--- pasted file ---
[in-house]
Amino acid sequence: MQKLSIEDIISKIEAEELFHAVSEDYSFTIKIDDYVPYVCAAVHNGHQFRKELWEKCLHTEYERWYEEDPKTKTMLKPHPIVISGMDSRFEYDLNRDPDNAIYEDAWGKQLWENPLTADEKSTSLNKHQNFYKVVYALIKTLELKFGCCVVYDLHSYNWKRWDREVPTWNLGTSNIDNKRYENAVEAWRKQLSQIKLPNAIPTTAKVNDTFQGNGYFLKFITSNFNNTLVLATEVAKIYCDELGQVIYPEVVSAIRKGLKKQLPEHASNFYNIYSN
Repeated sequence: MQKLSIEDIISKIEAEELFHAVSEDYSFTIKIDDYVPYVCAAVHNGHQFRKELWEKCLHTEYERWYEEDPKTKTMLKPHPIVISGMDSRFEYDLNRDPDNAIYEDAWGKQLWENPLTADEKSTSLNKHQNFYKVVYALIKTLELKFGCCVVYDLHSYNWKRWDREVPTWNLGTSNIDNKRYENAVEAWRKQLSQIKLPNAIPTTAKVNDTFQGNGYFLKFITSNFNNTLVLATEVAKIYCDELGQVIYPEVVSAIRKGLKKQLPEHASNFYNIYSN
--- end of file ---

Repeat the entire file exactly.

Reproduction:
[in-house]
Amino acid sequence: MQKLSIEDIISKIEAEELFHAVSEDYSFTIKIDDYVPYVCAAVHNGHQFRKELWEKCLHTEYERWYEEDPKTKTMLKPHPIVISGMDSRFEYDLNRDPDNAIYEDAWGKQLWENPLTADEKSTSLNKHQNFYKVVYALIKTLELKFGCCVVYDLHSYNWKRWDREVPTWNLGTSNIDNKRYENAVEAWRKQLSQIKLPNAIPTTAKVNDTFQGNGYFLKFITSNFNNTLVLATEVAKIYCDELGQVIYPEVVSAIRKGLKKQLPEHASNFYNIYSN
Repeated sequence: MQKLSIEDIISKIEAEELFHAVSEDYSFTIKIDDYVPYVCAAVHNGHQFRKELWEKCLHTEYERWYEEDPKTKTMLKPHPIVISGMDSRFEYDLNRDPDNAIYEDAWGKQLWENPLTADEKSTSLNKHQNFYKVVYALIKTLELKFGCCVVYDLHSYNWKRWDREVPTWNLGTSNIDNKRYENAVEAWRKQLSQIKLPNAIPTTAKVNDTFQGNGYFLKFITSNFNNTLVLATEVAKIYCDELGQVIYPEVVSAIRKGLKKQLPEHASNFYNIYSN